K. Sadasivan, J.
1. The plaintiff has come up in second appeal. He sued for redemption of a usufructuary mortgage as successor-in-interest of the mortgagor. The plaint schedule property belonged to one Padmanabha Marar who had executed a mortgage deed to the defendant on 3-1-1958 for a sum of Rs. 75/-, Padmanabha Marar assigned his jenmon right to the plaintiff on 18-11-1961. The plaintiff thereupon instituted the suit on 23-3-1962. The mortgage was admitted by the defendant; but his contention was that he was already in possession of the property under a varom arrangement and even if the mortgage is redeemed the varom will survive. Padmanabha Marar had executed two promissory notes to him on the strength of which a suit, O. S. 115/61, was filed by him and decree obtained. On the 8th of November. 1961 he applied for attachment of plaint schedule property in execution of the decree. Padmanabha Marar knowing about this executed an assignment in favour of the plaintiff, who is his elder brother benami without any consideration. The document is affected by lis pendens and also invalid being one executed in fraud of creditors. The trial court held that the assignment of the equity of redemption to the plaintiff is valid and allowed redemption. On appeal the learned District Judge, however, has held that the assignment is in fraud of creditors and as such hit by the bar of Section 53(1) of the Transfer of Property Act, The suit was, therefore, held to be not maintainable, and it was accordingly dismissed.
2. In this second appeal, the point arising is whether Ex.-P1 assignment in favour of the plaintiff was a sham document intended to defeat or delay the creditors of the assignor. The two circumstances relied on by the learned appellate Judge in coming to the conclusion that Ex-Pi is a fraudulent document are: (1) that the exe-cutee is the executant's own brother: and (2) that it was executed soon after the passing of the money decree in O. S. 115/61 against the executant, P. W. 1 the assignee has sworn before court that the entire amount minus Rs. 75/- reserved for redemption of the mortgage was paid in cash under Ex-PL The amount was received by him to discharge some of his debts and also to meet the expenses in connection with his illness. This statement as it comes from the assignor's own brother cannot be taken at its face value. There is also the fact that the assignor was at the time in straitened circumstances. The finding of the courts below that the assignment is colourable has, therefore, to be upheld. Even then, it can be declared so, only to the extent of the defendant's claim. The entire transaction cannot be declared null and! void at the instance of the defendant, who is only one of the creditors and the amount due to him is what is covered by the decree in O. S. 115/61. This position is well covered by authority. Venkatarama Iyer. J. has observed in Nanjamma v. Rangappa, AIR 1954 Mad 173, that :--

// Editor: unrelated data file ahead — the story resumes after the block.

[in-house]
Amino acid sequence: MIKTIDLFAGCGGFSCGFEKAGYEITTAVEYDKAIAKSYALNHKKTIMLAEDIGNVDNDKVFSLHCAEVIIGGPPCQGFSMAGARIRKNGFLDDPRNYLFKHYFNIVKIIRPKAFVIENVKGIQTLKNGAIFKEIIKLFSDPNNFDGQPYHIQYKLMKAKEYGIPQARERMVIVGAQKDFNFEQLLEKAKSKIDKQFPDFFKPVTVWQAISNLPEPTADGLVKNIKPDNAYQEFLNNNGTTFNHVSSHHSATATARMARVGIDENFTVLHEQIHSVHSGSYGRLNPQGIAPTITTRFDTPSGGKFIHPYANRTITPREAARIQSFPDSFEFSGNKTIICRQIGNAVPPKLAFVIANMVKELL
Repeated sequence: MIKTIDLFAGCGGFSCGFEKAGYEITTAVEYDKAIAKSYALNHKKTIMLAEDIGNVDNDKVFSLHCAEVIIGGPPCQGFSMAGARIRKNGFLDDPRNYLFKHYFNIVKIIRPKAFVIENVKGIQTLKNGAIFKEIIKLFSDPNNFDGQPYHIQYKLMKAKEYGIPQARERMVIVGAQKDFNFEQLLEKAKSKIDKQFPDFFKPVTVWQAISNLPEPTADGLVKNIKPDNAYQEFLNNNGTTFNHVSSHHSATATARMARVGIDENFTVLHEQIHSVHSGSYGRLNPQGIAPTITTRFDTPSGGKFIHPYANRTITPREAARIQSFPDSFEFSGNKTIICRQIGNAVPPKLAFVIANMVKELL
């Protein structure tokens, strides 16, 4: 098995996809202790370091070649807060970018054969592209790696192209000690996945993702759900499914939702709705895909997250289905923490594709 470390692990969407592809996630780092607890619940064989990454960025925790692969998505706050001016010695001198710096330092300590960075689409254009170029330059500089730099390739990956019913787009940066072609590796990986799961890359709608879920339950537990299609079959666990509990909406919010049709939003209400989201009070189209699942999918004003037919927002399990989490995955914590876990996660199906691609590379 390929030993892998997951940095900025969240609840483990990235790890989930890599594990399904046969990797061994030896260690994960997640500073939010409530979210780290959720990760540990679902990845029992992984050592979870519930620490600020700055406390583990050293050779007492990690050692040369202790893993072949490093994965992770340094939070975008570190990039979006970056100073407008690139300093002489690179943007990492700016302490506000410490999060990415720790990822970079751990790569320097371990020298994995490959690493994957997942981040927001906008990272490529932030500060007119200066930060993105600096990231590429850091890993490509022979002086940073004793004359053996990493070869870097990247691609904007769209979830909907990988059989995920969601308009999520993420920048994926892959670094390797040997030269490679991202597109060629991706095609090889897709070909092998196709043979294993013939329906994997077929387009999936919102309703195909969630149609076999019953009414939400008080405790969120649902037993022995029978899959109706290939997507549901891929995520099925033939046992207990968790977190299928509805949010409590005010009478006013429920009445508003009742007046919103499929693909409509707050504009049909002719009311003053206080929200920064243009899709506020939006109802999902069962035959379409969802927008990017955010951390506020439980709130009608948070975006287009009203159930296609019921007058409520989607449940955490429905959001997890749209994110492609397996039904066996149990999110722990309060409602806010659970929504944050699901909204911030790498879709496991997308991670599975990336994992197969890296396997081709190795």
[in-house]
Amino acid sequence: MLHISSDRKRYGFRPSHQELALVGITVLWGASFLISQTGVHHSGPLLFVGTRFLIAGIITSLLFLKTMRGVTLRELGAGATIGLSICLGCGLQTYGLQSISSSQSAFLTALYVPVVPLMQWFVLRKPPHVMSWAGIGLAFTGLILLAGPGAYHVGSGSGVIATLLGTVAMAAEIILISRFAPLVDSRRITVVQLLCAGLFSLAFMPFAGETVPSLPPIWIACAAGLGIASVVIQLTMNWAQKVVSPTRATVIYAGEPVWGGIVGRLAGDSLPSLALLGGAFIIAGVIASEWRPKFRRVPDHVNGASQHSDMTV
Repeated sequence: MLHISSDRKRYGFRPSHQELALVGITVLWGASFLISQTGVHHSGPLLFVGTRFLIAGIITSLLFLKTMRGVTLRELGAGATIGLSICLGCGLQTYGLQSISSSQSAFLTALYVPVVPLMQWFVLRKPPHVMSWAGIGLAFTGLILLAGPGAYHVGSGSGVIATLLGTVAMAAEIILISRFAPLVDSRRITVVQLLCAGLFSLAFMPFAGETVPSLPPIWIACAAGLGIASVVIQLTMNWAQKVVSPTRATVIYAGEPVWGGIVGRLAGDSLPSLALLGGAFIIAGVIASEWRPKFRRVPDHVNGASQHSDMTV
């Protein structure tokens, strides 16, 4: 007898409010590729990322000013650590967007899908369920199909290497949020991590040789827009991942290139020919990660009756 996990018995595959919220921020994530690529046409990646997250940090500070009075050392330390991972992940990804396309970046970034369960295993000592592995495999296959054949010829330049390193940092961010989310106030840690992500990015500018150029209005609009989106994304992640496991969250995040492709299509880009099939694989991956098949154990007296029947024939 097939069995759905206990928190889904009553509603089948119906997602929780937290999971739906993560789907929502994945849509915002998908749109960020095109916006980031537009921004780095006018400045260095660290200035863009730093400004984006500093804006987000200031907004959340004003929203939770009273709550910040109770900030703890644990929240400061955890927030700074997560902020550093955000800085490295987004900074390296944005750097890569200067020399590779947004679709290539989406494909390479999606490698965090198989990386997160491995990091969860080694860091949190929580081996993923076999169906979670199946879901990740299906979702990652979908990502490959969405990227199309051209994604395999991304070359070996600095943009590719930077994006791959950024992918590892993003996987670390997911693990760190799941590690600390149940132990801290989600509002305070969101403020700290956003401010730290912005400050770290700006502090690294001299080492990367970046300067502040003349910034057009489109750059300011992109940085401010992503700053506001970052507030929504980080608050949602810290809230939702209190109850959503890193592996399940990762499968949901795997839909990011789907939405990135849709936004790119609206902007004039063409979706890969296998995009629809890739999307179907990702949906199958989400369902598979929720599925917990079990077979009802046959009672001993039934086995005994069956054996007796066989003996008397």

'When a transfer is declared void as against creditors under Section 53 the result is not to annul it altogether, but only to render it inoperative as against creditors and that too only to the extent necessary to satisfy their claims; and subject to their claims the transaction is valid and enforceable.'
The learned Judge has, in the course of his judgment, quoted Story on 'Equity Jurisprudence' Section 371, wherein it was stated:--
'A conveyance of this sort (it has been said with great truth and force) is void only as against creditors; and then only to the extent in which it may be necessary to deal with the conveyed estate for their satisfaction. To this extent, and to this only, it is treated as if it had not been made. To every other purpose it is good. Satisfy the creditor, and the conveyance stands.' The conveyance, therefore, can be declared void and unenforceable only as against the defendant to the extent of the debt outstanding in his favour.
3. As against the above plea the defendant would urge that he has now become the full owner of the property by virtue of the court sale and delivery in his favour in O. S. 115/61 and as such the mortgage is no longer in existence, so that the suit for redemption be sustained. It is true that in execution of the money decree in O. S. 115/61 the property was brought tosale and purchased by the defendant, Symbolic delivery has also been taken by him: but by virtue of the sale and delivery. I do not think the defendant will be justified in claiming an enlarged right when once it is declared that the assignment is void if at all only to the extent of his claim. If the defendant's present plea is upheld the effect will be that nothing will be left for the plaintiff-assignee by virtue of the assignment in his favour. The defendant can claim only the amount due to him with interest thereon and cannot claim the entire property on the basis of the sale in execution of his money decree. In an analogous situation arising from proceeding in restoration of a petition under Order 21, Rule 90 dismissed for default, a Division Bench of the Madras High Court in Varadarajan v. Muthu, AIR 1953 Mad 587 relying on AIR 1946 Mad 344 and AIR 1934 All 433 observed:--